This preview shows pages 1–3. Sign up to view the full content.
This preview has intentionally blurred sections. Sign up to view the full version.View Full Document
Unformatted text preview: Chapter 10: Electrolyte Solutions Problem numbers in italics indicate that the solution is included in the Student’s Solutions Manual. Questions on Concepts Q10.1) Tabulated values of standard entropies of some aqueous ionic species are negative. Why is this statement consistent with the third law of thermodynamics? This is possible due to the choice of standard state as ( 29 + H , aq f S ≡ o . Although absolute entropies of neutral species can be determined, this is not possible for ionic species because the solution must be electrically neutral. Therefore, it is necessary to choose a reference value, but as generally only differences in entropies (and other thermodynamic quantities) are desired, it is not necessary to know the absolute value. Q10.2) Why is the value for the dielectric constant for water in the solvation shell around ions less than that for bulk water? Water molecules immediately around the ion are ordered more than those in the bulk. Thus, they cannot respond to the electric field due to solvated ions. Therefore, they are less effective in screening the electric field due to solvated ions, leading to a smaller value of ε r . Q10.3) Why is it possible to formulate a theory for the activity coefficient for electrolyte solutions, but not for nonelectrolyte solutions? The dissolved species in electrolyte solutions have a universal form for their dominant interaction with the solvent—the Coulomb interaction. Non- electrolytes interact with much weaker, system specific potentials. The universality of the electrolyte-electrolyte interaction allows a general theory to be developed. Q10.4) Why are activity coefficients calculated using the Debye–Hückel limiting law always less than one? The activity coefficients are less than one because the charge on an electrolyte lowers the chemical potential of the electrolyte when compared with an analogous solution of uncharged solute molecules. This occurs because the charges interact attractively with the solvent, lowering the energy. 10-1 Chapter 10/Electrolyte Solutions Q10.5) Why does an increase in the ionic strength in the range where the Debye–Hückel law is valid lead to an increase in the solubility of a weakly soluble salt? In this regime, ln γ ± decreases with increasing I (as I ). The chemical potential of the electrolyte in solution becomes lower with increasing ionic strength, thus increasing solubility. Physically, increasing I leads to increased screening of repulsion between like-charged solute ions. Q10.6) Discuss how the Debye–Hückel screening length changes as the (a) temperature, (b) dielectric constant, and (c) ionic strength of an electrolyte solution are increased....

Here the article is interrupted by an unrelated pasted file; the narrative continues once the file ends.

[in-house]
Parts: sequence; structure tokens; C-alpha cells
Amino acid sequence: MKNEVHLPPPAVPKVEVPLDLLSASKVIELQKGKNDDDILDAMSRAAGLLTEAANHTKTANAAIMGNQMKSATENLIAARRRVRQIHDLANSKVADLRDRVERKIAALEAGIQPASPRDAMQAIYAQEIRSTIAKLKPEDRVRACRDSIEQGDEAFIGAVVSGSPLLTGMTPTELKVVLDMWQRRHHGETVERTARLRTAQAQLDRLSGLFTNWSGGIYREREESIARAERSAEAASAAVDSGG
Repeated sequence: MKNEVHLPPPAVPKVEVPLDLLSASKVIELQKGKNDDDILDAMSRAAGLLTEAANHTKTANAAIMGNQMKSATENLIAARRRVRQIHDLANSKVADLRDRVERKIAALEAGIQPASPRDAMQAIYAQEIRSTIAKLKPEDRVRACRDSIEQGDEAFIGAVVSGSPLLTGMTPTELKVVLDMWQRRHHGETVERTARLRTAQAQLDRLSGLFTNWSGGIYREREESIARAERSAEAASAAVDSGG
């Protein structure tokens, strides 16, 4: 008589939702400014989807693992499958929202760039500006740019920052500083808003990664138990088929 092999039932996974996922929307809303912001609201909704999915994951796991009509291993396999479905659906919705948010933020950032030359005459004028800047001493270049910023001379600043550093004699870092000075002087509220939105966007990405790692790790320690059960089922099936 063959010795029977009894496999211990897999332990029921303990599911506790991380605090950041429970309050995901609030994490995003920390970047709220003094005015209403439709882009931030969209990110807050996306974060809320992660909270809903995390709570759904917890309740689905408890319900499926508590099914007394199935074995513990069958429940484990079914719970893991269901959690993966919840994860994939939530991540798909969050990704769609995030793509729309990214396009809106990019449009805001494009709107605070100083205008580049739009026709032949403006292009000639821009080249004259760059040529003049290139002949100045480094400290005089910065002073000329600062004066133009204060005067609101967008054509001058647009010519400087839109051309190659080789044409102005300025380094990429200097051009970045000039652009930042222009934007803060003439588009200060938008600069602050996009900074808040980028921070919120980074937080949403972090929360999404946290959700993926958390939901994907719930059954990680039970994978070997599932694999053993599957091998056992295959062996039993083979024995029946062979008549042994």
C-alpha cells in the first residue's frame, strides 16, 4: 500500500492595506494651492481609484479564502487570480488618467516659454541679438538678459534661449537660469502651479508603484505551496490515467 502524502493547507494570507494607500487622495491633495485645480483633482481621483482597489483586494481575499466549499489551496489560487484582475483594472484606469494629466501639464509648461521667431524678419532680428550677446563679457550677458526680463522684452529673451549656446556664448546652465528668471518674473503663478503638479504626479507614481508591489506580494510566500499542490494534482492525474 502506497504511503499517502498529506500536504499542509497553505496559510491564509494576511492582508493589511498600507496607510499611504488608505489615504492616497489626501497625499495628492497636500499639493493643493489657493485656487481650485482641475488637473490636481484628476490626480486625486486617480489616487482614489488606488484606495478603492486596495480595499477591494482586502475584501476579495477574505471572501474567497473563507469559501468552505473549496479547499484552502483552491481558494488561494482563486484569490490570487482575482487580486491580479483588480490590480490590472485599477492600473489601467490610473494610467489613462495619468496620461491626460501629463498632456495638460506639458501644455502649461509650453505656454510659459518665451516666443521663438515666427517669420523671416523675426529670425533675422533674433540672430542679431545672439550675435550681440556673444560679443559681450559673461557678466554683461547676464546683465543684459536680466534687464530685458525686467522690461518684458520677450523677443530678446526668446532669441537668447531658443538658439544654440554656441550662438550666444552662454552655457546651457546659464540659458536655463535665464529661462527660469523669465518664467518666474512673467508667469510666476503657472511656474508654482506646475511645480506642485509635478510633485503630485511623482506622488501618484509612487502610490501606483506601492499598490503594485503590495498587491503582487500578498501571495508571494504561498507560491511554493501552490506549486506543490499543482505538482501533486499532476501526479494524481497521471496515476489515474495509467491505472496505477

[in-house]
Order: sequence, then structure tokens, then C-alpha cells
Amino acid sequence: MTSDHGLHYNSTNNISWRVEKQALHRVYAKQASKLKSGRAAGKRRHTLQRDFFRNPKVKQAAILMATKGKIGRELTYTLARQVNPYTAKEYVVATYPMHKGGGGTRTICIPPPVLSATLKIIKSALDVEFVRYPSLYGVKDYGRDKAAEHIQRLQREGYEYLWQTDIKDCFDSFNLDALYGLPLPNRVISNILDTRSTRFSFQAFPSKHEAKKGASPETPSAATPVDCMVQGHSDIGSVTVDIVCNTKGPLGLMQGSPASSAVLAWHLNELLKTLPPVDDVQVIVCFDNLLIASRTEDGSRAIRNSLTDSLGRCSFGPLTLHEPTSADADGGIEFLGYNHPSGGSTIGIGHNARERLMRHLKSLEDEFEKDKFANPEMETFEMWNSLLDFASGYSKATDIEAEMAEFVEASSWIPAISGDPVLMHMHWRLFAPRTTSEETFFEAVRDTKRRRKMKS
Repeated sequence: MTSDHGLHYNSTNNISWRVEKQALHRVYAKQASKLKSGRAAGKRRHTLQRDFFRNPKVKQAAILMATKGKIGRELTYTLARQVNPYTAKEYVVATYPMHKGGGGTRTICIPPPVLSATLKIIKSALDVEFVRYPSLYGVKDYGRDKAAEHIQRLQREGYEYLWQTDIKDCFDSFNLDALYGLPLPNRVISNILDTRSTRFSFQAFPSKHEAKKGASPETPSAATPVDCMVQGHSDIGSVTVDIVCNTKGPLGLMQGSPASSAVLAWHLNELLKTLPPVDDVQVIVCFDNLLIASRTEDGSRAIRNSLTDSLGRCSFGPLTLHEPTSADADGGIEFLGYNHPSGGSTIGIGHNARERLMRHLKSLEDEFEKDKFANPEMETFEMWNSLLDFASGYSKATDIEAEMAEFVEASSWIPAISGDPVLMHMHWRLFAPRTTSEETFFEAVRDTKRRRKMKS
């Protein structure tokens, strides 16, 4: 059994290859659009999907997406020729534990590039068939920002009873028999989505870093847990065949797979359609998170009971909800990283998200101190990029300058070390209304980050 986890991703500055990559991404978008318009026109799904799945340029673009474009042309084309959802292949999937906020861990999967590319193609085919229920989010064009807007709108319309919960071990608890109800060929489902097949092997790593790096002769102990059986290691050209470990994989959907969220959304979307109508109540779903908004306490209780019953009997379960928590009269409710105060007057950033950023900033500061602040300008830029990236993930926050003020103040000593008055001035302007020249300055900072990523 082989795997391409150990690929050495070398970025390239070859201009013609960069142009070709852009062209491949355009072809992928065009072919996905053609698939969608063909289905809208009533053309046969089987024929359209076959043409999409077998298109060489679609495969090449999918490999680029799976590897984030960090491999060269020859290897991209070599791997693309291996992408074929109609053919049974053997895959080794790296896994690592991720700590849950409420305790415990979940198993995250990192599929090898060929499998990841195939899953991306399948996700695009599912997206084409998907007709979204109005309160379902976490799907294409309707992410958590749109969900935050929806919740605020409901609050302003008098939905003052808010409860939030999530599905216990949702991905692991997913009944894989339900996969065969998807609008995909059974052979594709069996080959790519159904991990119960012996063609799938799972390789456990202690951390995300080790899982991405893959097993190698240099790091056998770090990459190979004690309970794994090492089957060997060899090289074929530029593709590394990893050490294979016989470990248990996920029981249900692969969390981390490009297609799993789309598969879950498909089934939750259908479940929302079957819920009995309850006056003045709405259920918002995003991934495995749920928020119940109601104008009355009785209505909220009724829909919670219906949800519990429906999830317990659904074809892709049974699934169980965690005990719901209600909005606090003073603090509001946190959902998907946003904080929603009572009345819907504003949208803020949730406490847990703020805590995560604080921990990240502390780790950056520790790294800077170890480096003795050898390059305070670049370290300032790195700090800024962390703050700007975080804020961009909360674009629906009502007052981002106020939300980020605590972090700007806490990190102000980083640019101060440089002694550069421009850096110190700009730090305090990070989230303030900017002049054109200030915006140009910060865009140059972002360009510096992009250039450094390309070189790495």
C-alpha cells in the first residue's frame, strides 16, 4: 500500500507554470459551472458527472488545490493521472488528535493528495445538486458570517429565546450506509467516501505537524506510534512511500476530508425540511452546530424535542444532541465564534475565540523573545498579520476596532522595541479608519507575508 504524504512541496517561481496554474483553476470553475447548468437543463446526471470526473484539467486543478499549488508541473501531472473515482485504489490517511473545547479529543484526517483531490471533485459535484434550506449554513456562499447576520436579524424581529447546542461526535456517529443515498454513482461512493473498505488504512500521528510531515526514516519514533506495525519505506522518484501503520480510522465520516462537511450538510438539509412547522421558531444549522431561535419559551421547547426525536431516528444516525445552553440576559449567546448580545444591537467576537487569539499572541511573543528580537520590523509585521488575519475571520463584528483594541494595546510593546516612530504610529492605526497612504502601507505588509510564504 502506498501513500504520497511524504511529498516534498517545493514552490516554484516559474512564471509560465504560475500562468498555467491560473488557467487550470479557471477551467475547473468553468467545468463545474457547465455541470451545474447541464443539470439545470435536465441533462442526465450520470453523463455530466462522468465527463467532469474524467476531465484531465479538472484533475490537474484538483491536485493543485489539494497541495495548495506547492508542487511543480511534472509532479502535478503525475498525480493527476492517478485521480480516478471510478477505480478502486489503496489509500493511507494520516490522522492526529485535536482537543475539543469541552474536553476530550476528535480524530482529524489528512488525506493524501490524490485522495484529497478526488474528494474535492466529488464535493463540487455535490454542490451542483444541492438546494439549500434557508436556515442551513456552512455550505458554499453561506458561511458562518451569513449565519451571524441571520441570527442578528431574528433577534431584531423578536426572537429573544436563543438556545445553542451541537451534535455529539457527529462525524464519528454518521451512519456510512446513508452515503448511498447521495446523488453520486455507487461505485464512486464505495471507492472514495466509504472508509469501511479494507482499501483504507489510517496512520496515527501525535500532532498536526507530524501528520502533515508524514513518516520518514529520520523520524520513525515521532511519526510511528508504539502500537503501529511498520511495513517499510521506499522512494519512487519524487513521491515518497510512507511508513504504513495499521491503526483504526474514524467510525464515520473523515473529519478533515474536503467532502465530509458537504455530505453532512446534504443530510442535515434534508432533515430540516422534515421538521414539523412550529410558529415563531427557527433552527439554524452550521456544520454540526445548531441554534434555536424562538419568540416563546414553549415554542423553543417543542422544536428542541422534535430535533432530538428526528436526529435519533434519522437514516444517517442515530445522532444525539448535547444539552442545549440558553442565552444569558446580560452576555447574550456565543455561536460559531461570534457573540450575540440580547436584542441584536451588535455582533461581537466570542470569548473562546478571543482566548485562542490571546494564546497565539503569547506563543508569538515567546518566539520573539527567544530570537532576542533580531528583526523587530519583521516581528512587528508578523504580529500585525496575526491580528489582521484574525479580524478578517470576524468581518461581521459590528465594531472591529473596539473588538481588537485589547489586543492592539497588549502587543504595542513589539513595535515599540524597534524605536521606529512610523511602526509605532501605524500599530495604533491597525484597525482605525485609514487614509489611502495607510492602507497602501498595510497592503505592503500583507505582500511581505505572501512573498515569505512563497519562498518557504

View Full Document
This note was uploaded on 02/16/2010 for the course CHEM 550 taught by Professor Abra during the Fall '09 term at Pennsylvania State University, University Park.
- Fall '09